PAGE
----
In general, journaling activities ask students to do the following: (1) express their feelings at a given moment; (2) record what they see, hear, smell, and touch; or (3) probe the emotional and intellectual significance of their responses to readings, landscapes, people, and experiences. Specific suggestions for journaling activities may be found in a number of recent books. Of particular note are Hinchman's (1991, 1997) "A Life in Hand" and "A Trail Through Leaves;" Leslie and Roth's (2000) "Keeping a Nature Journal;" and the works by Murray and Petersen cited above. Raffan and Barrett's (1989) essay "Sharing the Path: Reflections on Journals from an Expedition" offers an analytical study of the role that journals might play in an outdoor experience.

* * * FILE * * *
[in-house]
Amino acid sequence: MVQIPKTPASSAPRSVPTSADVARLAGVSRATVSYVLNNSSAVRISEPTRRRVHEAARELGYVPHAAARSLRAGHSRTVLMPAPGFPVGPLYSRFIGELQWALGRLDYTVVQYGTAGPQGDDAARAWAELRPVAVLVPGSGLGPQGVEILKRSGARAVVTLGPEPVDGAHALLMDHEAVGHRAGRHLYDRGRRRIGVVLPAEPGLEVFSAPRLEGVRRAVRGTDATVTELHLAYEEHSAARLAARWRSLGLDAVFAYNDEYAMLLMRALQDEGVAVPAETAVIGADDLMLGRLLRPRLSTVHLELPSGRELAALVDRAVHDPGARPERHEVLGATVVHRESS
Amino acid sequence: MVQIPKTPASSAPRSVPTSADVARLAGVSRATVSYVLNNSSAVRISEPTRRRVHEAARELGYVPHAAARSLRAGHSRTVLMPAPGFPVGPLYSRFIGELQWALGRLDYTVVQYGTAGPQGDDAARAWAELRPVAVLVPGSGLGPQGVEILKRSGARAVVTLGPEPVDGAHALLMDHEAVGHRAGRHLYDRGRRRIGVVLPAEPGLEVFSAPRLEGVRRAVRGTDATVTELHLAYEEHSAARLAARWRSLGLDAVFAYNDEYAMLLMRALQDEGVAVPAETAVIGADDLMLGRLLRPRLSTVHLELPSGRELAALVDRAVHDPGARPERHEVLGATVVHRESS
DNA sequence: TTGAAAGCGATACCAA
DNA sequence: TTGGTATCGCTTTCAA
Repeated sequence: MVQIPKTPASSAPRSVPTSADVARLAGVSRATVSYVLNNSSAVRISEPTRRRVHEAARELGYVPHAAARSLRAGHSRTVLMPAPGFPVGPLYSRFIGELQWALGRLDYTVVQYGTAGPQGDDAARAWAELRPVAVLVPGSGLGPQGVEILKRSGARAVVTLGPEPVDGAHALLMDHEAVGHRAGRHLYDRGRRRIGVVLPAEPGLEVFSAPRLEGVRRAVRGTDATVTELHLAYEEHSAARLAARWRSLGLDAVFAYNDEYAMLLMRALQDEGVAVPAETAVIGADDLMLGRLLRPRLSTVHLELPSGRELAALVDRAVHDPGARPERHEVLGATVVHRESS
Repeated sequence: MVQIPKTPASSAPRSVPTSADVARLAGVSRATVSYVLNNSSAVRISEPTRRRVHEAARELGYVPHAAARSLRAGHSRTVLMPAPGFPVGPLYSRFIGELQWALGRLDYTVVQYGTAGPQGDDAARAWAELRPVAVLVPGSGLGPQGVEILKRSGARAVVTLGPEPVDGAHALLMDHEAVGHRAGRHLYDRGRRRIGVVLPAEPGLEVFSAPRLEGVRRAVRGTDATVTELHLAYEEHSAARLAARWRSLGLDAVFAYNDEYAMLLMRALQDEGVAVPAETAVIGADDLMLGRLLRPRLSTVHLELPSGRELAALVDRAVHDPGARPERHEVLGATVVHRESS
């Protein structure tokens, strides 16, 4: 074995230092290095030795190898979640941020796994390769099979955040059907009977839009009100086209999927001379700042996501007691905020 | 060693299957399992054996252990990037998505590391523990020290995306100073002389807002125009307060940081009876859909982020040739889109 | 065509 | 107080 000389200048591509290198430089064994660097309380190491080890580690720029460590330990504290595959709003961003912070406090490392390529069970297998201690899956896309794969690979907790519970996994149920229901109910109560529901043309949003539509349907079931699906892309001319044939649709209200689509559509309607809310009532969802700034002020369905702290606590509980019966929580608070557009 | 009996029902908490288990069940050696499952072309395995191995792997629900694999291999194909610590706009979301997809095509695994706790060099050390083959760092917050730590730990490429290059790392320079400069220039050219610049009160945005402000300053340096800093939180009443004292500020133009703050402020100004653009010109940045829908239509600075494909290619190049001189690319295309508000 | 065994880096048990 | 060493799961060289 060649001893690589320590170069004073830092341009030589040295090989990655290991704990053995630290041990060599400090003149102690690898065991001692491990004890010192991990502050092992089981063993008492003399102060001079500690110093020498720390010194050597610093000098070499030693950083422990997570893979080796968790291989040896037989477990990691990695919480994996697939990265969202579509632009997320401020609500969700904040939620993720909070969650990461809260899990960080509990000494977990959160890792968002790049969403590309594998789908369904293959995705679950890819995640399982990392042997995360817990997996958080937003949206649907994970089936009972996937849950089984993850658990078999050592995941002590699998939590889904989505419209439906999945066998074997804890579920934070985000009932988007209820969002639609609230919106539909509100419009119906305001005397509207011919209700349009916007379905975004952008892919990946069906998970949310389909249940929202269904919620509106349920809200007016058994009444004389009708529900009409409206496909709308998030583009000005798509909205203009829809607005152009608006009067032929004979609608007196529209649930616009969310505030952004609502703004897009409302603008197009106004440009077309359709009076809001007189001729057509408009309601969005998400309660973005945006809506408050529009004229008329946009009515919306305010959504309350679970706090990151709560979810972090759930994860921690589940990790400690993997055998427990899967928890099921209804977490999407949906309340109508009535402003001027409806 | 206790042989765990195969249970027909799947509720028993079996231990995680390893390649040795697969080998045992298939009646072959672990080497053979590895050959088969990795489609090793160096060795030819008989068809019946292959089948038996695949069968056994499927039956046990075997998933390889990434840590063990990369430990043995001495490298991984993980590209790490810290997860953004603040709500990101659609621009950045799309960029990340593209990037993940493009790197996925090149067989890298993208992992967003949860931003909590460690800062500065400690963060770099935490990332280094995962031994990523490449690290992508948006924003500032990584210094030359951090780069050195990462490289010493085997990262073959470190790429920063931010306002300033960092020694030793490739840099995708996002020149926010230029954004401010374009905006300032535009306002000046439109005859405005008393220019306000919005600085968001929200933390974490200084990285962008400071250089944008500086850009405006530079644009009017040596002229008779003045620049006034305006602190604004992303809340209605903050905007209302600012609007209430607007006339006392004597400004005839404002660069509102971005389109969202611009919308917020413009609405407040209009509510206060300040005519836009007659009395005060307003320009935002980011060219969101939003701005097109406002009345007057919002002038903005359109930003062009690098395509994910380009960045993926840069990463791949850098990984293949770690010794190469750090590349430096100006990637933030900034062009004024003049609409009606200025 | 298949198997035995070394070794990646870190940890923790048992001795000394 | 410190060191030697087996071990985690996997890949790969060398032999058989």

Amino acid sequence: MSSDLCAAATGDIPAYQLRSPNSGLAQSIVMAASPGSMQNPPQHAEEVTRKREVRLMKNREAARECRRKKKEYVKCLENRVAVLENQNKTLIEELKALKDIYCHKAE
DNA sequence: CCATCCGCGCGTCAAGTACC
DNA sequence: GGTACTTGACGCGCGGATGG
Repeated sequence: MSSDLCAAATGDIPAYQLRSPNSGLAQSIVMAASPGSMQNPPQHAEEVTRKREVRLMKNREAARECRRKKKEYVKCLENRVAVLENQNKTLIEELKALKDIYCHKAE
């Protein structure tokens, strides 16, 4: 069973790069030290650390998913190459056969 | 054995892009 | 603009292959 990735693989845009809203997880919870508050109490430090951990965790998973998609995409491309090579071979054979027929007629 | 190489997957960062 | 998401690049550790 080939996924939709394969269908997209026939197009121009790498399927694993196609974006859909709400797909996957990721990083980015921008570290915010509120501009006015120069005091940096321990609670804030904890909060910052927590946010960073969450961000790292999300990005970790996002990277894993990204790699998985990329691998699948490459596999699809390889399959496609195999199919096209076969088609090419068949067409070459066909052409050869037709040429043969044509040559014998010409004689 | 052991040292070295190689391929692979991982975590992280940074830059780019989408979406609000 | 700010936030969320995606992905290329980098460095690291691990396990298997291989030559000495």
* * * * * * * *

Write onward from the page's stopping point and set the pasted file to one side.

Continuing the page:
The activity is a simple one: Students write for a designated period of time about anything that comes into their minds. During this time, they should write continuously; they should write in sentences, rather than lists or phrases; and they should not correct or revise. After completing a freewriting session, students can select a sentence or idea from what they produced and use it as a prompt for a second session, thus focusing their unconscious exploration of an idea. Or, students might share what they have written in a discussion. However the writings are used, they should not be graded. Students must be confident that what they write will not be judged.
Further suggestions for facilitating freewriting activities may be found in Elbow (1973) and in Tallmadge's (1999) essay "Writing as a Window into Nature."